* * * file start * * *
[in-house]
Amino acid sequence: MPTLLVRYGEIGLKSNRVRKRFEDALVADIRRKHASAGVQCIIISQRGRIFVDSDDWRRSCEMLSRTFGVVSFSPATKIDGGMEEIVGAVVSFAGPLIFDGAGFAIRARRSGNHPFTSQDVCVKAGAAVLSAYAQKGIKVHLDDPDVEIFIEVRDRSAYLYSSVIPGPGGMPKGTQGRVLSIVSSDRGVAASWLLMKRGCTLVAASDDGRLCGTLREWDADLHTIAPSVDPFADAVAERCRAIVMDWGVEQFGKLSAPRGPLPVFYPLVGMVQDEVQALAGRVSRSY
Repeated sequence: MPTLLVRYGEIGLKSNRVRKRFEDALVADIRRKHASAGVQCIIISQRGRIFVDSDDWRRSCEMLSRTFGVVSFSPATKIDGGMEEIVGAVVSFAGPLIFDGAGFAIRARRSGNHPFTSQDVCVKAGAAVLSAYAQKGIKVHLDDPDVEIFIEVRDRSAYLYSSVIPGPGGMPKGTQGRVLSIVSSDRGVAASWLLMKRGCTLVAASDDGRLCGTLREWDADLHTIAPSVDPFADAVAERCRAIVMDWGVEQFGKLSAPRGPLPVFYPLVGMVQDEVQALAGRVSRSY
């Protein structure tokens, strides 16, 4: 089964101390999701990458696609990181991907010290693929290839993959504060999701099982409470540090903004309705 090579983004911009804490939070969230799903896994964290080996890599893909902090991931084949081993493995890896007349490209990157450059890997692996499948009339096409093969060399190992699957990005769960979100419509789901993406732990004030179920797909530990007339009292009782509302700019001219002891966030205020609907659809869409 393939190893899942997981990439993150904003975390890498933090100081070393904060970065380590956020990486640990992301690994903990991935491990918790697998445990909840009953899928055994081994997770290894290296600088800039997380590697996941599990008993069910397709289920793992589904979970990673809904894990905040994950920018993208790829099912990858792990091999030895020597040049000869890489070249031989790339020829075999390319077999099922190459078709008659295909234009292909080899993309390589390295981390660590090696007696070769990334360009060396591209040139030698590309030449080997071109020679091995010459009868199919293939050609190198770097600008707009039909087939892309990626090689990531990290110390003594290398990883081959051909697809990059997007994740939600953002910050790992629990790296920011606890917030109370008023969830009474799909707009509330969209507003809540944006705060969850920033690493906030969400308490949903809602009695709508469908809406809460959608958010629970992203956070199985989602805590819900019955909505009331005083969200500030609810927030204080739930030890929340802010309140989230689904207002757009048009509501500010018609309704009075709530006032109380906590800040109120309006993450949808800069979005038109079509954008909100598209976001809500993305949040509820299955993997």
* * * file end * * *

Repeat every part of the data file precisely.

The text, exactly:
[in-house]
Amino acid sequence: MPTLLVRYGEIGLKSNRVRKRFEDALVADIRRKHASAGVQCIIISQRGRIFVDSDDWRRSCEMLSRTFGVVSFSPATKIDGGMEEIVGAVVSFAGPLIFDGAGFAIRARRSGNHPFTSQDVCVKAGAAVLSAYAQKGIKVHLDDPDVEIFIEVRDRSAYLYSSVIPGPGGMPKGTQGRVLSIVSSDRGVAASWLLMKRGCTLVAASDDGRLCGTLREWDADLHTIAPSVDPFADAVAERCRAIVMDWGVEQFGKLSAPRGPLPVFYPLVGMVQDEVQALAGRVSRSY
Repeated sequence: MPTLLVRYGEIGLKSNRVRKRFEDALVADIRRKHASAGVQCIIISQRGRIFVDSDDWRRSCEMLSRTFGVVSFSPATKIDGGMEEIVGAVVSFAGPLIFDGAGFAIRARRSGNHPFTSQDVCVKAGAAVLSAYAQKGIKVHLDDPDVEIFIEVRDRSAYLYSSVIPGPGGMPKGTQGRVLSIVSSDRGVAASWLLMKRGCTLVAASDDGRLCGTLREWDADLHTIAPSVDPFADAVAERCRAIVMDWGVEQFGKLSAPRGPLPVFYPLVGMVQDEVQALAGRVSRSY
């Protein structure tokens, strides 16, 4: 089964101390999701990458696609990181991907010290693929290839993959504060999701099982409470540090903004309705 090579983004911009804490939070969230799903896994964290080996890599893909902090991931084949081993493995890896007349490209990157450059890997692996499948009339096409093969060399190992699957990005769960979100419509789901993406732990004030179920797909530990007339009292009782509302700019001219002891966030205020609907659809869409 393939190893899942997981990439993150904003975390890498933090100081070393904060970065380590956020990486640990992301690994903990991935491990918790697998445990909840009953899928055994081994997770290894290296600088800039997380590697996941599990008993069910397709289920793992589904979970990673809904894990905040994950920018993208790829099912990858792990091999030895020597040049000869890489070249031989790339020829075999390319077999099922190459078709008659295909234009292909080899993309390589390295981390660590090696007696070769990334360009060396591209040139030698590309030449080997071109020679091995010459009868199919293939050609190198770097600008707009039909087939892309990626090689990531990290110390003594290398990883081959051909697809990059997007994740939600953002910050790992629990790296920011606890917030109370008023969830009474799909707009509330969209507003809540944006705060969850920033690493906030969400308490949903809602009695709508469908809406809460959608958010629970992203956070199985989602805590819900019955909505009331005083969200500030609810927030204080739930030890929340802010309140989230689904207002757009048009509501500010018609309704009075709530006032109380906590800040109120309006993450949808800069979005038109079509954008909100598209976001809500993305949040509820299955993997």